economies of roundabout production if the amount of tractor employed by each farmer is

sufficiently large and a is large. The amount of tractor per farmer is determined by productivity of

tractor, which is in turn dependent on the level of specialization of producers of tractor. But each

person’s level of specialization is determined by the efficient trade off between economies of

specialized learning by doing and transaction costs. Hence, the specification of production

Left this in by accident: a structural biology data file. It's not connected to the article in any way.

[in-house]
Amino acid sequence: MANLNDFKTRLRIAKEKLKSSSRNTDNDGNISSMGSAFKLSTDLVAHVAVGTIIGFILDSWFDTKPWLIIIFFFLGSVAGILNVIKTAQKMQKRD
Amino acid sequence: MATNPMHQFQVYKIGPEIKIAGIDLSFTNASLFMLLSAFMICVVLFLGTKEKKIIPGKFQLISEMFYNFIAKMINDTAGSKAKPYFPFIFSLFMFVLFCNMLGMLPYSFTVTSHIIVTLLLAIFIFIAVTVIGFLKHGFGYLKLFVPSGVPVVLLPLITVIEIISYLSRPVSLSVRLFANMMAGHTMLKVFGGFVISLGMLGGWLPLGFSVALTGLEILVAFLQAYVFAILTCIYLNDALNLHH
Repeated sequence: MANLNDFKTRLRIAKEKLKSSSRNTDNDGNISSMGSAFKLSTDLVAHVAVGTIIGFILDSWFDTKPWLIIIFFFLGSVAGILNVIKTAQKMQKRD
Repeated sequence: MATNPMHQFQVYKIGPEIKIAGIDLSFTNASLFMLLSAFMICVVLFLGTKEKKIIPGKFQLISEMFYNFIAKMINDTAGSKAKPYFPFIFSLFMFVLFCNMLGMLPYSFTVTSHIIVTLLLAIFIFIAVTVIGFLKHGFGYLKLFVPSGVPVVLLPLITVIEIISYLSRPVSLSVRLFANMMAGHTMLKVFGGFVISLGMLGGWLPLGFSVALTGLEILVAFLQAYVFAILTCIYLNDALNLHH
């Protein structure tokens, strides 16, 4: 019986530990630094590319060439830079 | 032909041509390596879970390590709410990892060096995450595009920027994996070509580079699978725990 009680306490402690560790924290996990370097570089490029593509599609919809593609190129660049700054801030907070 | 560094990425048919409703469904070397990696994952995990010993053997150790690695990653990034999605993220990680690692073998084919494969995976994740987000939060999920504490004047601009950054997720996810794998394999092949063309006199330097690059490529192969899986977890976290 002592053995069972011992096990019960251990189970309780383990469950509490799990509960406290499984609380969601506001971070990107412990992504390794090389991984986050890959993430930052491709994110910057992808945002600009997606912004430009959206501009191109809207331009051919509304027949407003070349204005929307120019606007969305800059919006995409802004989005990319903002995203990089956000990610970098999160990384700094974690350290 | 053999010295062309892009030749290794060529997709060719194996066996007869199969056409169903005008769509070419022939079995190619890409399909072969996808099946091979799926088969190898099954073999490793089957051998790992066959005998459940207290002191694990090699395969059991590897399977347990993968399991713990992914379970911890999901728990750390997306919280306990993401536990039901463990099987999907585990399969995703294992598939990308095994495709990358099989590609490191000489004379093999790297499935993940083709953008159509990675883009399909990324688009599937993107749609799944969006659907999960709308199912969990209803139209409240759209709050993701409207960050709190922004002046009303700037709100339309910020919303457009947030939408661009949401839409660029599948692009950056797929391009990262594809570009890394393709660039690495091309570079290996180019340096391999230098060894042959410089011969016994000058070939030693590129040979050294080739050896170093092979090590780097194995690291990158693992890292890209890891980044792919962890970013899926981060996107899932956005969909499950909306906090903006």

functions sets up interdependence between division of labor, production roundaboutness, and

transaction costs. We assume that A+B>l-1, which implies that self-provision of the two goods by

each individual in the two periods is not optimal.

5 It can be assumed that output is 0 if current labor input is 0 even if accumulated past labor input is great (see Borland

7

A Walras regime prevails because economies of specialized learning by doing are individual specific (increasing returns are localized) and the population size is assumed to be very large, so that competition among many peer specialists in each professional sector nullifies the monopoly power which might occur from specialized learning by doing.

3. DYNAMIC EQUILIBRIUM AND COMPARATIVE DYNAMICS